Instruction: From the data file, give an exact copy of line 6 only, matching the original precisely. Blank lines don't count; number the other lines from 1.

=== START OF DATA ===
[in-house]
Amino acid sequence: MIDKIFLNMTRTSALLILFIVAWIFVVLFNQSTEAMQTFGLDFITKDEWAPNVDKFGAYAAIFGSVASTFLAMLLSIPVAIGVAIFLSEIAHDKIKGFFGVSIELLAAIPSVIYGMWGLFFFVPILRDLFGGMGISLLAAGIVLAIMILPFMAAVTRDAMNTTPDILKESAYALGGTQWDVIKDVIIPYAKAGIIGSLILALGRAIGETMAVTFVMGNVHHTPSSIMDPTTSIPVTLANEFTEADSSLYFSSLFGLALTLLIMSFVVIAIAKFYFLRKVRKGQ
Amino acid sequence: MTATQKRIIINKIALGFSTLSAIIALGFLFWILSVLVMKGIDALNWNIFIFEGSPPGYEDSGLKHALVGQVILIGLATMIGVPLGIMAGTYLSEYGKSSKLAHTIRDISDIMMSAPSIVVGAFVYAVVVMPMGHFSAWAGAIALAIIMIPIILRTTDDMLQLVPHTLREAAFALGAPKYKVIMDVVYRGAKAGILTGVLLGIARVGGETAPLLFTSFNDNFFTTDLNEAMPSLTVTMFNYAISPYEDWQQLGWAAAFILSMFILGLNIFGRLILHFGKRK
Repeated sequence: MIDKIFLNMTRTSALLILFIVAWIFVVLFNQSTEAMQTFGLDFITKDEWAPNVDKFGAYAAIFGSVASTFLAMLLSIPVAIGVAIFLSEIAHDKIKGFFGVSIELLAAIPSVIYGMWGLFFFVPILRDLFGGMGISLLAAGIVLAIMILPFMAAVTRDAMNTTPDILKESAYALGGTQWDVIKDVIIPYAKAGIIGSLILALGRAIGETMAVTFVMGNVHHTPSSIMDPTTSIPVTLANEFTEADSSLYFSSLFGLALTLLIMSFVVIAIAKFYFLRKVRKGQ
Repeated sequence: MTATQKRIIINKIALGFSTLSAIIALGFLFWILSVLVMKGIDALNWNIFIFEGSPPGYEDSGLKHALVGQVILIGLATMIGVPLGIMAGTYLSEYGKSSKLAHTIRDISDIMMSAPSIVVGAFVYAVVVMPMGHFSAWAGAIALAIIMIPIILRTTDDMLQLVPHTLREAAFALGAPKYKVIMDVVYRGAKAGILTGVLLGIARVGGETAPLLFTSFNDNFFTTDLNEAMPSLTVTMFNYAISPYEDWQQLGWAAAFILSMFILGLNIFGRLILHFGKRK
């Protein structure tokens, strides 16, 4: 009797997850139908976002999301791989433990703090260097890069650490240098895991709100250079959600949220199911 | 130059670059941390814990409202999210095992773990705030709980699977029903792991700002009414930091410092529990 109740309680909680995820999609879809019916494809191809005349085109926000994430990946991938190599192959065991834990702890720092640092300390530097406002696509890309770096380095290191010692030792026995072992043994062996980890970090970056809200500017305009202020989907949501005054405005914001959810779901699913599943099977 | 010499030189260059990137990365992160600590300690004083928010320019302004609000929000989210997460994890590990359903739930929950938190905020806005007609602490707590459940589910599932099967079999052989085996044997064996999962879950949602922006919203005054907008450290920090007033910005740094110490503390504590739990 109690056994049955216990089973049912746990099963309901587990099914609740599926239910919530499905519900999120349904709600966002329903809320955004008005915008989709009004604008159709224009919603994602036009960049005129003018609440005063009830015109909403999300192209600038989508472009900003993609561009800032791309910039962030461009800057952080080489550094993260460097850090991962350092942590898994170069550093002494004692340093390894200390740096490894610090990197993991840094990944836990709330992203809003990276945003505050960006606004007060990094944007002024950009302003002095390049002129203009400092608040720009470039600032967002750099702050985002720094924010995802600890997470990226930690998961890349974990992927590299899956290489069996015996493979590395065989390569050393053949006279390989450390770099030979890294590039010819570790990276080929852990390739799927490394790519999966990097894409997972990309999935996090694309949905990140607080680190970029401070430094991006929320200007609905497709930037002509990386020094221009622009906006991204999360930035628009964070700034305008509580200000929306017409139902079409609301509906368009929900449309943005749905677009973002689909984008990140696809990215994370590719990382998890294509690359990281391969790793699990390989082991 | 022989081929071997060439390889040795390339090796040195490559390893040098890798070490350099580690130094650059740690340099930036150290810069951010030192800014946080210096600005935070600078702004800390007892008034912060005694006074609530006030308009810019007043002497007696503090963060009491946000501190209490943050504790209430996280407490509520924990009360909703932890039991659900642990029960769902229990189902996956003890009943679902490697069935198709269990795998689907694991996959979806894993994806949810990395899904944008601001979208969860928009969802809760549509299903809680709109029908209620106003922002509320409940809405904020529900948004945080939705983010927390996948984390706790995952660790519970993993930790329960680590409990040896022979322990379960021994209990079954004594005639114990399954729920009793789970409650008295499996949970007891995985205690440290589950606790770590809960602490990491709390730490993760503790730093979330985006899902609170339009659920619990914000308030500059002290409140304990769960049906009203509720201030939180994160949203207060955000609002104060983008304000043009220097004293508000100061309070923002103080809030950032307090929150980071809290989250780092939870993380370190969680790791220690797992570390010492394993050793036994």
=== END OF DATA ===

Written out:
């Protein structure tokens, strides 16, 4: 009797997850139908976002999301791989433990703090260097890069650490240098895991709100250079959600949220199911 | 130059670059941390814990409202999210095992773990705030709980699977029903792991700002009414930091410092529990 109740309680909680995820999609879809019916494809191809005349085109926000994430990946991938190599192959065991834990702890720092640092300390530097406002696509890309770096380095290191010692030792026995072992043994062996980890970090970056809200500017305009202020989907949501005054405005914001959810779901699913599943099977 | 010499030189260059990137990365992160600590300690004083928010320019302004609000929000989210997460994890590990359903739930929950938190905020806005007609602490707590459940589910599932099967079999052989085996044997064996999962879950949602922006919203005054907008450290920090007033910005740094110490503390504590739990 109690056994049955216990089973049912746990099963309901587990099914609740599926239910919530499905519900999120349904709600966002329903809320955004008005915008989709009004604008159709224009919603994602036009960049005129003018609440005063009830015109909403999300192209600038989508472009900003993609561009800032791309910039962030461009800057952080080489550094993260460097850090991962350092942590898994170069550093002494004692340093390894200390740096490894610090990197993991840094990944836990709330992203809003990276945003505050960006606004007060990094944007002024950009302003002095390049002129203009400092608040720009470039600032967002750099702050985002720094924010995802600890997470990226930690998961890349974990992927590299899956290489069996015996493979590395065989390569050393053949006279390989450390770099030979890294590039010819570790990276080929852990390739799927490394790519999966990097894409997972990309999935996090694309949905990140607080680190970029401070430094991006929320200007609905497709930037002509990386020094221009622009906006991204999360930035628009964070700034305008509580200000929306017409139902079409609301509906368009929900449309943005749905677009973002689909984008990140696809990215994370590719990382998890294509690359990281391969790793699990390989082991 | 022989081929071997060439390889040795390339090796040195490559390893040098890798070490350099580690130094650059740690340099930036150290810069951010030192800014946080210096600005935070600078702004800390007892008034912060005694006074609530006030308009810019007043002497007696503090963060009491946000501190209490943050504790209430996280407490509520924990009360909703932890039991659900642990029960769902229990189902996956003890009943679902490697069935198709269990795998689907694991996959979806894993994806949810990395899904944008601001979208969860928009969802809760549509299903809680709109029908209620106003922002509320409940809405904020529900948004945080939705983010927390996948984390706790995952660790519970993993930790329960680590409990040896022979322990379960021994209990079954004594005639114990399954729920009793789970409650008295499996949970007891995985205690440290589950606790770590809960602490990491709390730490993760503790730093979330985006899902609170339009659920619990914000308030500059002290409140304990769960049906009203509720201030939180994160949203207060955000609002104060983008304000043009220097004293508000100061309070923002103080809030950032307090929150980071809290989250780092939870993380370190969680790791220690797992570390010492394993050793036994």